I’m taking out a page from Cal Newport’s blog and decided to write a simple manifesto that captures my evolving philosophy on minimalism (click here to read his post on what he dubbed as the “Career Craftsmen Manifesto”).
There’s been ample discussion on the importance of decluttering our mental and physical space, but two topics that are noticeably absent are the ecological and socio-economic benefits of adopting a minimalist lifestyle. It is as if popular minimalist bloggers are afraid to tackle the more complex, macro-level solutions that minimalist living can solve.
I consider myself a progressive minimalist: someone who adheres to a minimalist lifestyle as a strategy to improve the quality of life of both myself and the larger community. From the various responses I receive from this blog, my former podcast, and the other sites that my writing lives on, I believe there are others that share my mindset.
Progressive minimalists focus on maximizing human well-being within our ecological means through sharing work, consuming less, and spending more time in nature, with our community, and pursuing experiences we find meaningful. Less is not simply more; less is ecologically and financially sustainable.
This philosophy is a work in progress but here are the main tenets so far:
The Progressive Minimalist Manifesto
- A progressive minimalist understands that the rate of our consumption is ecologically unsustainable. They understand that in order to stay under the limits of what’s considered an acceptable rise of global warming (2C above pre-industrial levels), the most effective individual solution is to consume less.
- A progressive minimalist understands that choosing to consume less physical goods actively signals that chasing ephemeral pleasures is not their priority and is counter-intuitive to a meaningful life.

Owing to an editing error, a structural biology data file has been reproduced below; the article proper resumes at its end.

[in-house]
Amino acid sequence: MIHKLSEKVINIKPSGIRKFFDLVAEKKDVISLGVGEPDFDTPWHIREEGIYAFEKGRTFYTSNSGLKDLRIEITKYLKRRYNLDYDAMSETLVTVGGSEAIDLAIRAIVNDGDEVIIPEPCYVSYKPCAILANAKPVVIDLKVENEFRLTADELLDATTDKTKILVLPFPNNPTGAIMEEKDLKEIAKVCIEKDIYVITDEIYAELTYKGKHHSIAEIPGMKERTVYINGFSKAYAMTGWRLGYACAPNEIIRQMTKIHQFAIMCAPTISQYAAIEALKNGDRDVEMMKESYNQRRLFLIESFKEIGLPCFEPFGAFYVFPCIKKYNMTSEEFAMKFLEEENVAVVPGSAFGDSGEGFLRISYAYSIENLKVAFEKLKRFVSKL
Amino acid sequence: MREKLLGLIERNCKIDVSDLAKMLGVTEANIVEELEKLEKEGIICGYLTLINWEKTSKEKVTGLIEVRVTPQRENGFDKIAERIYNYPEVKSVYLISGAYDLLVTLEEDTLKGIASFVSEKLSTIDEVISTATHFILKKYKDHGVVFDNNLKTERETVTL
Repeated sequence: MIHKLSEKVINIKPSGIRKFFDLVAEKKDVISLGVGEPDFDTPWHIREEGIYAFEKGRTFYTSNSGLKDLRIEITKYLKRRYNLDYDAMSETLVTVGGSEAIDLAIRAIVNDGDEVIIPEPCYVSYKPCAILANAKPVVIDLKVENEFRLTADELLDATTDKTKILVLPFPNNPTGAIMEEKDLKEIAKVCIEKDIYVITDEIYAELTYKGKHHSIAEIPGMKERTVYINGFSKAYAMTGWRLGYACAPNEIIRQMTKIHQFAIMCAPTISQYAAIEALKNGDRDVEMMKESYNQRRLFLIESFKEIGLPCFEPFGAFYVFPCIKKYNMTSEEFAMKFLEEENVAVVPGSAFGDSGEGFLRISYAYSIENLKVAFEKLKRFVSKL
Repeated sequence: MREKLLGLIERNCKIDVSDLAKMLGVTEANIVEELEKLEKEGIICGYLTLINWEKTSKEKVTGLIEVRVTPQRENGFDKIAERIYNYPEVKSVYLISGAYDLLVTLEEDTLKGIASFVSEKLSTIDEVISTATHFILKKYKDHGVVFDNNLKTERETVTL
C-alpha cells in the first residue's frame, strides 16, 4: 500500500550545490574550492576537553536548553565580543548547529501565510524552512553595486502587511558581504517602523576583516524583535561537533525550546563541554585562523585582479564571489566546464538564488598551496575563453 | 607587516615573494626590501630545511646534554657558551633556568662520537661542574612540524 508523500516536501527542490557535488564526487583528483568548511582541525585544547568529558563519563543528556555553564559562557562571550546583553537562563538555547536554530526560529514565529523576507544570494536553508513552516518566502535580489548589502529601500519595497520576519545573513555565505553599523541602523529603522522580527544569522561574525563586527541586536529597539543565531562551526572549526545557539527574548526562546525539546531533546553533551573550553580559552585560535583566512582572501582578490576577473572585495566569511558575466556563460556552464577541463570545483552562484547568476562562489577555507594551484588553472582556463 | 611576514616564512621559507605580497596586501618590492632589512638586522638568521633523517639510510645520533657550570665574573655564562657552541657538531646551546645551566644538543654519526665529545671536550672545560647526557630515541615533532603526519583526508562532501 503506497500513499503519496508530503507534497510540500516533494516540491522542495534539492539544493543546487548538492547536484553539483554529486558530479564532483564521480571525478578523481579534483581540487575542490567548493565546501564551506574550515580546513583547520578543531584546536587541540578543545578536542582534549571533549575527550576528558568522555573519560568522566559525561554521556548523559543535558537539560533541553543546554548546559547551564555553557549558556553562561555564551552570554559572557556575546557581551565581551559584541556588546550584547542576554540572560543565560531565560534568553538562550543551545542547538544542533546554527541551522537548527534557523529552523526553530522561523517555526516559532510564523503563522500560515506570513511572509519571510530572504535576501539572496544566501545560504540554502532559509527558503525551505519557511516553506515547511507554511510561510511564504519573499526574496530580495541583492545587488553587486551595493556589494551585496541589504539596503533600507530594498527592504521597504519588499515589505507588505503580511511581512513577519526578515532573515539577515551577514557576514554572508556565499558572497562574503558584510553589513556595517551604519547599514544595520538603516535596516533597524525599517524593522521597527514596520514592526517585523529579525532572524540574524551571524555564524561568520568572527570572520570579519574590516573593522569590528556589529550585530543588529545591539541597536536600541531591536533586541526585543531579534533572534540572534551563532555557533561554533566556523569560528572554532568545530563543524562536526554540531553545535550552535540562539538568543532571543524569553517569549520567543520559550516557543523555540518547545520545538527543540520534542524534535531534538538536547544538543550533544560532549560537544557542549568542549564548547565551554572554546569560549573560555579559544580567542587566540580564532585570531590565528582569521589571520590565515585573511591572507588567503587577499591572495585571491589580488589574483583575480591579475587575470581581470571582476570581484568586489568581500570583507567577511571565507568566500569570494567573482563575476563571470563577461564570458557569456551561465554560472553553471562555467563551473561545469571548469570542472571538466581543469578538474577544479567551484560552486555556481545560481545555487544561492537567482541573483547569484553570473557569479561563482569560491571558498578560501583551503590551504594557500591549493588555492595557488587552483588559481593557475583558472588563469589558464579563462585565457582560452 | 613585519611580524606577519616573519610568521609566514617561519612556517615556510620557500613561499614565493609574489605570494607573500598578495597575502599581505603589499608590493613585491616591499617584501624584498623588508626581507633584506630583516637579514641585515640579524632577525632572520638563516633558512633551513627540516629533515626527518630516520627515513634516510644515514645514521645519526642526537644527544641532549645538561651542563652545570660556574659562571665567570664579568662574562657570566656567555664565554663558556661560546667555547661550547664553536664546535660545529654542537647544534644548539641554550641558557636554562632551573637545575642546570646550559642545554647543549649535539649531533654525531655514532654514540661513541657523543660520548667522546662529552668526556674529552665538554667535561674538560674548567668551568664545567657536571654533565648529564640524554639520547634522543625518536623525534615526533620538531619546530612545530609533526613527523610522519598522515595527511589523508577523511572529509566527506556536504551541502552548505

- A progressive minimalist understands that responsible consumption involves being selective when it comes to the products/services that they purchase and/or use. Part of being selective is considering the ethics of the companies and manufacturers that produce and sell these products/services.
- A progressive minimalist calls for a redefinition of work. They acknowledge that non-financially compensated forms of work including child care, volunteering, and so forth, is just as valid and important as work that is rewarded by the private market.
- A progressive minimalist refutes the notion that you have to “hustle” in order to achieve optimal productivity. Instead, productivity is measured by working efficiently and strategically on the few things that matter. How you work is just as important as what you work on.
- A progressive minimalist believes that GDP is an ineffective measurement of human prosperity, quality of work, and quality of actual jobs. They encourage alternative calculations to be used including the Genuine Progress Indicator (GPI), which also takes into account human capital, social capital, and environmental capital.
- A progressive minimalist recognizes that committing their labour towards improving the well-being of society is not only important to individual meaningfulness but to the sustainability of society. This doesn’t mean quit your day job to join an NGO, but rather incorporating pragmatic solutions into your existing life: participating in charity events, becoming a board member of a local charity, or as rudimentary as deciding to compost your food waste.
- A progressive minimalist understands that the core of this philosophy can be watered down to five words: individual responsibility for sustainable prosperity.